Reassessing the Impact of Teaching Assistants
How research challenges practice and policy
Routledge – 2013 – 176 pages
Over the last decade, teaching assistants (TAs) have become an established part of everyday classroom life. TAs are often used by schools to help low-attaining pupils and those with special educational needs. Yet despite the huge rise in the number of TAs working in UK classrooms, very little is known about their impact on pupils.
This key and timely text examines the impact of TAs on pupils’ learning and behaviour, and on teachers and teaching. The authors present the provocative findings from the ground-breaking and seminal Deployment and Impact of Support Staff (DISS) project. This was the largest, most in-depth study ever to be carried out in this field. It critically examined the effect of TA support on the academic progress of 8,200 pupils, made extensive observations of nearly 700 pupils and over 100 TAs, and collected data from over 17,800 questionnaire responses and interviews with over 470 school staff and pupils.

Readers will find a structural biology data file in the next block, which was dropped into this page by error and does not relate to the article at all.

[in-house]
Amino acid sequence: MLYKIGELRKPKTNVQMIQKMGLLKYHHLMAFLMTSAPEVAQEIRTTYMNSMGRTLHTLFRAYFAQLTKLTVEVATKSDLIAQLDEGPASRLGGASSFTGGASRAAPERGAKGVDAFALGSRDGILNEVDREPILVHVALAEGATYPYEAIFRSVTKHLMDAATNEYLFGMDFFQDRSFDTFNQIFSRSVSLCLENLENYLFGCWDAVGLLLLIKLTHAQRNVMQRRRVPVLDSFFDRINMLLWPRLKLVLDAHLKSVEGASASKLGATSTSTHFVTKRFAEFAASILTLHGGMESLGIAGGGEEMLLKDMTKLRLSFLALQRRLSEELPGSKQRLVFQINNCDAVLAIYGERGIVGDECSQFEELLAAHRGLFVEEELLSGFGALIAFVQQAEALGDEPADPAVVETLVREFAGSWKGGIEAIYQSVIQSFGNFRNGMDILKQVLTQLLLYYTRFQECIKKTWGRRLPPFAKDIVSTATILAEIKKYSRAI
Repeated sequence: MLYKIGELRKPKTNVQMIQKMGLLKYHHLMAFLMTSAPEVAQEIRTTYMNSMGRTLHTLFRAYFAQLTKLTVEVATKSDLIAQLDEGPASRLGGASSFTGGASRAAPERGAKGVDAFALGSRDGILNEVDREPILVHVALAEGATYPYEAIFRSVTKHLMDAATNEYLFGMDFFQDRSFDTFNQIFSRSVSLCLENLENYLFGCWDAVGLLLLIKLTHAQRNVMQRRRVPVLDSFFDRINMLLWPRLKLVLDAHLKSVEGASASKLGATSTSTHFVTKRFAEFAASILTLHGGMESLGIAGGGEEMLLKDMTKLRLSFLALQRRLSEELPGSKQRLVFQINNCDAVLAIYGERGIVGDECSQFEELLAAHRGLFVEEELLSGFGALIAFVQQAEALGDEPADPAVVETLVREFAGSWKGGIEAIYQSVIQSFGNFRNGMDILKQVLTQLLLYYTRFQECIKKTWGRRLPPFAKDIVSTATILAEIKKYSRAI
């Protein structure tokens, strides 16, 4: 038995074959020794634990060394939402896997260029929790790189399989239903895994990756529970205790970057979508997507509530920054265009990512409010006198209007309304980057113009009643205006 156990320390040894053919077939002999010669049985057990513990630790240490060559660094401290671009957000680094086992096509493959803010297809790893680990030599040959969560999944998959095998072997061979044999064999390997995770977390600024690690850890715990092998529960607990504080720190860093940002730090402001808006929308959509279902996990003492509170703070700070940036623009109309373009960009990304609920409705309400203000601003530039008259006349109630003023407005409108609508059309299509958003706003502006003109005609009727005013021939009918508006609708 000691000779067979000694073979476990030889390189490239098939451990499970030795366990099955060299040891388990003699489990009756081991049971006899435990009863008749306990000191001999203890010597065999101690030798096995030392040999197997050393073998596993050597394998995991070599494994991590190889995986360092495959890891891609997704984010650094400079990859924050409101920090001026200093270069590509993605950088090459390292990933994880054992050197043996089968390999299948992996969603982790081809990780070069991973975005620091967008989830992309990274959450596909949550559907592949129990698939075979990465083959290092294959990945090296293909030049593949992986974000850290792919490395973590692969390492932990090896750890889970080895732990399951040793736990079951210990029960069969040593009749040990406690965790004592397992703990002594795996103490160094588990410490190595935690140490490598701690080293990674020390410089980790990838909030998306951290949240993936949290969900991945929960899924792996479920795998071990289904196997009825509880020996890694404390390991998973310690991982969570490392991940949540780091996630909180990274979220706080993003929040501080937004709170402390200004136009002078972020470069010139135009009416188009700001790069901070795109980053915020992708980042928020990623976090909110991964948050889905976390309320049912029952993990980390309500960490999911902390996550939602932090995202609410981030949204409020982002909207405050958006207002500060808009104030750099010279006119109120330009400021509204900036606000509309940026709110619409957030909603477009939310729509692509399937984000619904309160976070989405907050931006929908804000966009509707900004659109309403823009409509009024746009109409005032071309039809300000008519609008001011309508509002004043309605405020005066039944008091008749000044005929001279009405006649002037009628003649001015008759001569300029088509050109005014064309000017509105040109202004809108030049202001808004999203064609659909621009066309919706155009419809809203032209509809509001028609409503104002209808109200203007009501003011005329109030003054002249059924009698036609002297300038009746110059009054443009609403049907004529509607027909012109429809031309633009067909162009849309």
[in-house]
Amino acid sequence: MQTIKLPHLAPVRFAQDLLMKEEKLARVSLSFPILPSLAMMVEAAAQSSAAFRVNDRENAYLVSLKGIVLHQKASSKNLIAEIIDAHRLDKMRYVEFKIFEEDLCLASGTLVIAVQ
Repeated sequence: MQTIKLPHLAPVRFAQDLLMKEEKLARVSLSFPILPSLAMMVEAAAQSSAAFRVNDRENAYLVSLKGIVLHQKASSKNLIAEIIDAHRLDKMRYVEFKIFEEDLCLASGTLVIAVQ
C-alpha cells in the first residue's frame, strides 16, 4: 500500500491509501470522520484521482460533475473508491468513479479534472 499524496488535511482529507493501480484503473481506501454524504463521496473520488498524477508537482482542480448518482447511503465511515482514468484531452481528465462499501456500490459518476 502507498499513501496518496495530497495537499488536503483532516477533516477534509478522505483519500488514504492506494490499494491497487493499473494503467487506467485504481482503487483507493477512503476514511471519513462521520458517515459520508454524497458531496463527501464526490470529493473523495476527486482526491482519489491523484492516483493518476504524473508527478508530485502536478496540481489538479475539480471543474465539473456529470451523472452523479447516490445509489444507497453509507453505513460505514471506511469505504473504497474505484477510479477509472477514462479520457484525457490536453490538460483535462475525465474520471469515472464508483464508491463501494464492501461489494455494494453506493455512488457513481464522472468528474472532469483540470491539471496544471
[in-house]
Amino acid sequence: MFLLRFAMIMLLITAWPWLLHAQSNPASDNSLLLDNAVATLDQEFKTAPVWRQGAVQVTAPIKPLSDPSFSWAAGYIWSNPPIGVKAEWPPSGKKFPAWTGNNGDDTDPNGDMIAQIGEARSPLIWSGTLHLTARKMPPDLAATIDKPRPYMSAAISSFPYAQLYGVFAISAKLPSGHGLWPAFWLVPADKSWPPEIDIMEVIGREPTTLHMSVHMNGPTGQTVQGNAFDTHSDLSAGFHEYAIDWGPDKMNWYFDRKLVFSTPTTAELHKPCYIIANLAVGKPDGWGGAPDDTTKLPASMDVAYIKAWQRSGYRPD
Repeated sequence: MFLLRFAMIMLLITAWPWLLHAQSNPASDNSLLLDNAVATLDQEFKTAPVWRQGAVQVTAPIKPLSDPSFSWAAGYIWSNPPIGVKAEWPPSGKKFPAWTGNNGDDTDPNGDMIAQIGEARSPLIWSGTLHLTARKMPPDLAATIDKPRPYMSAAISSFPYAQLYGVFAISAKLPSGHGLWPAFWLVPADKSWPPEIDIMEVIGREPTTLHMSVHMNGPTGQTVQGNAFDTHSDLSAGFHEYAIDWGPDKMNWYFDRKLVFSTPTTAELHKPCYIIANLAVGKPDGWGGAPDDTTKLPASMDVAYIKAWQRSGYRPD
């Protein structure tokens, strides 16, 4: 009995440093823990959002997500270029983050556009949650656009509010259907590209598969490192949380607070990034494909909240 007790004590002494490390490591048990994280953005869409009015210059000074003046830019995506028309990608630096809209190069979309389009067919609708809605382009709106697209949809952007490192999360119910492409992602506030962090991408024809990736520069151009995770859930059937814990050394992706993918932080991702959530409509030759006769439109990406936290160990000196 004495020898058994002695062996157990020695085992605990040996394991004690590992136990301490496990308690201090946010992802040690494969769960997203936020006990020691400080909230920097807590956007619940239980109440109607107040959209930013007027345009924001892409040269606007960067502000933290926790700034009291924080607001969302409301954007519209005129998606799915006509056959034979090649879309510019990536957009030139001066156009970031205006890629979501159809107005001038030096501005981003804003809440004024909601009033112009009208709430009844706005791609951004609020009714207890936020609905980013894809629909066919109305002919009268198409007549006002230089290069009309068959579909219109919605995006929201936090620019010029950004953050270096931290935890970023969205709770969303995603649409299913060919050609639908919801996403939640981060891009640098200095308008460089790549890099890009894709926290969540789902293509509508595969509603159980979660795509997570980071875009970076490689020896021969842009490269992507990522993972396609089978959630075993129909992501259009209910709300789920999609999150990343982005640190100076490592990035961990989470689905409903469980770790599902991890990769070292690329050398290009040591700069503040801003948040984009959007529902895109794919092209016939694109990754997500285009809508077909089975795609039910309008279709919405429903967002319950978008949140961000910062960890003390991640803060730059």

This book reveals the extent to which the pupils in most need are let down by current classroom practice. The authors present a robust challenge to the current widespread practices concerning TA preparation, deployment and practice, structured around a conceptually and empirically strong explanatory framework. The authors go on to show how schools need to change if they are to realise the potential of TAs.
With serious implications not just for classroom practice, but also whole-school, local authority and government policy, this will be an indispensable text for primary, secondary and special schools, senior management teams, those involved in teacher training and professional development, policy-makers and academics.
1. Introduction 2. The impact of TAs 3. Characteristics of TAs and their conditions of employment 4. Preparedness 5. The deployment of TAs in schools 6. The 'practice' of TAs 7. Conclusions
Peter Blatchford is Professor in Psychology and Education at the Institute of Education, University of London, UK and was the DISS Project Director.
Dr Anthony Russell is a researcher at the Institute of Education, University of London, UK, and was a school teacher and science advisor.
Rob Webster is a researcher at the Institute of Education, University of London, UK, and worked for many years as a TA.